The end-to-end approach provides QoS differentiation for the UTRAN traffic flows inside the UTRAN NEs. User plane protocol proposals like CIP and LIPE rely on this principle. But also the PPPmux based proposal can provide an e2e approach by tunnelling the PPP protocol via L2TP (TCRTP). The queuing and scheduling is performed inside the NEs under control of the UTRAN equipment manufacturer. In the IP backbone only one QoS class is needed for UTRAN traffic, which could be the expedited forwarding (EF) class of Diffserv. The QoS differentiation is simpler because the quality classes are well known inside the NEs and the complex management function to distribute the QoS parameter in the IP network can be avoided. However, for the implementation dependent O&M traffic the head of line blocking problem still exists. In case the edge router provides on data link layer only one QoS class, IP fragmentation at the O&M center could be configured to a reasonable IP packet size. If the edge router provides at least two QoS classes (ML-PPP) the best effort O&M traffic could easily be distinguished from the tunnel carrying the other UTRAN traffic.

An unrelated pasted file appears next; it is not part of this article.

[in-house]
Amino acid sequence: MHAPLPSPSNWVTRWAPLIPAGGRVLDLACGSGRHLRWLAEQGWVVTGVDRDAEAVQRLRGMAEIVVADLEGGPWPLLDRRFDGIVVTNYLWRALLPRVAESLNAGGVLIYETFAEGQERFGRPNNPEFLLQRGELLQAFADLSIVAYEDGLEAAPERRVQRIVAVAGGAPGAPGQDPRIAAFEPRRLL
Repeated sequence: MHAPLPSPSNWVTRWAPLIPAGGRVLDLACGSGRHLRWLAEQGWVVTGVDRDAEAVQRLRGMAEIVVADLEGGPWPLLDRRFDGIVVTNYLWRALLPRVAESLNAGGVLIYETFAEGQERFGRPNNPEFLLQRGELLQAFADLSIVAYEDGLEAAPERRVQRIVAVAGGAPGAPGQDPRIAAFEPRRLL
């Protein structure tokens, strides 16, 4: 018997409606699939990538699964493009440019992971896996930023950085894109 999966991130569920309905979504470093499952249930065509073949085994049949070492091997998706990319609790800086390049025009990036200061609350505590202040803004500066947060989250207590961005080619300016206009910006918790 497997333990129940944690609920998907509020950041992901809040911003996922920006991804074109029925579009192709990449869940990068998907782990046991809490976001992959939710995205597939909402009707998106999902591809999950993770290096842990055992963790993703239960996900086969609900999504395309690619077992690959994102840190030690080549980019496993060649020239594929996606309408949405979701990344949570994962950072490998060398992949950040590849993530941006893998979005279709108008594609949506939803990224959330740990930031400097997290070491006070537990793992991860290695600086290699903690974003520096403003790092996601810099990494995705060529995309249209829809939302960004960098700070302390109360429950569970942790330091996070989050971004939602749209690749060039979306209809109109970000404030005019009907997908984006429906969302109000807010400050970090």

The hop-by-hop approach may provide better network efficiency in the backbone by requiring more advanced functionality from the IP backbone equipment. Some of the protocols for this approach are in early draft status in IETF. Therefore, it may take a long time before this functionality will be widely available in the installed network base. The end-to-end approach is less demanding from the IP network side. The critical QoS relevant features are part of the UTRAN NEs. This allows operators to introduce IP transport by using legacy IP networks without the need for a complete IP network upgrade. The usage of tunnels for the end-to-end approach does not exclude the hop-by-hop solution. The UTRAN NE implementations can be configured to run without tunnels and mark the QoS differentiation towards the edge router.


It is proposed to add chapter 3 and chapter 4 of this document to the study area of the Technical Report in the QoS section. It is proposed to add the following text to the agreement section in chapter '7.2 QoS differentiation' of the Technical Report. The user plane protocol stack standardised for IP transport shall allow the following two options for the QoS differentiation of UTRAN traffic classes. QoS differentiation provided by the IP network on a hop-by-hop basis, and QoS differentiation provided by the UTRAN NEs on an end-to-end basis.